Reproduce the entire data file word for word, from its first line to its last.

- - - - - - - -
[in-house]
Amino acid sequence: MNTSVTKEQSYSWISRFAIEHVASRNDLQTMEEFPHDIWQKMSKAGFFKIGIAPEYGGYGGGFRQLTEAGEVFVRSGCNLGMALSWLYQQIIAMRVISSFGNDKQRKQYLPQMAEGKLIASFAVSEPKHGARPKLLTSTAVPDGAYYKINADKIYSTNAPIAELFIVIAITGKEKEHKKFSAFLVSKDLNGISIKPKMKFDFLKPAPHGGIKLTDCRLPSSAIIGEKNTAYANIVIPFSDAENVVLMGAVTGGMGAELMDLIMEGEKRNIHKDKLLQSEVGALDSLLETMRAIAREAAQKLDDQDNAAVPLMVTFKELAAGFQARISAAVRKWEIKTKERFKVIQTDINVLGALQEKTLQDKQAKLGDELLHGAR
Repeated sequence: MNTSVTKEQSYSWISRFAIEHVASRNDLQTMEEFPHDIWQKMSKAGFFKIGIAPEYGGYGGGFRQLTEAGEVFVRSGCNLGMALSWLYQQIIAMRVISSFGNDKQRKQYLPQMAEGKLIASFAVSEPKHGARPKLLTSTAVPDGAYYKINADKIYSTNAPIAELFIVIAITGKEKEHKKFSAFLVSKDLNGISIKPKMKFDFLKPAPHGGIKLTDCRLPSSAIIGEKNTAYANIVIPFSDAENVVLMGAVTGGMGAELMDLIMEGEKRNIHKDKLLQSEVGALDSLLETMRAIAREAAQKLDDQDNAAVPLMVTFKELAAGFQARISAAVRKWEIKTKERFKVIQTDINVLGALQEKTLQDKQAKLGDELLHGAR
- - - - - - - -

[in-house]
Amino acid sequence: MNTSVTKEQSYSWISRFAIEHVASRNDLQTMEEFPHDIWQKMSKAGFFKIGIAPEYGGYGGGFRQLTEAGEVFVRSGCNLGMALSWLYQQIIAMRVISSFGNDKQRKQYLPQMAEGKLIASFAVSEPKHGARPKLLTSTAVPDGAYYKINADKIYSTNAPIAELFIVIAITGKEKEHKKFSAFLVSKDLNGISIKPKMKFDFLKPAPHGGIKLTDCRLPSSAIIGEKNTAYANIVIPFSDAENVVLMGAVTGGMGAELMDLIMEGEKRNIHKDKLLQSEVGALDSLLETMRAIAREAAQKLDDQDNAAVPLMVTFKELAAGFQARISAAVRKWEIKTKERFKVIQTDINVLGALQEKTLQDKQAKLGDELLHGAR
Repeated sequence: MNTSVTKEQSYSWISRFAIEHVASRNDLQTMEEFPHDIWQKMSKAGFFKIGIAPEYGGYGGGFRQLTEAGEVFVRSGCNLGMALSWLYQQIIAMRVISSFGNDKQRKQYLPQMAEGKLIASFAVSEPKHGARPKLLTSTAVPDGAYYKINADKIYSTNAPIAELFIVIAITGKEKEHKKFSAFLVSKDLNGISIKPKMKFDFLKPAPHGGIKLTDCRLPSSAIIGEKNTAYANIVIPFSDAENVVLMGAVTGGMGAELMDLIMEGEKRNIHKDKLLQSEVGALDSLLETMRAIAREAAQKLDDQDNAAVPLMVTFKELAAGFQARISAAVRKWEIKTKERFKVIQTDINVLGALQEKTLQDKQAKLGDELLHGAR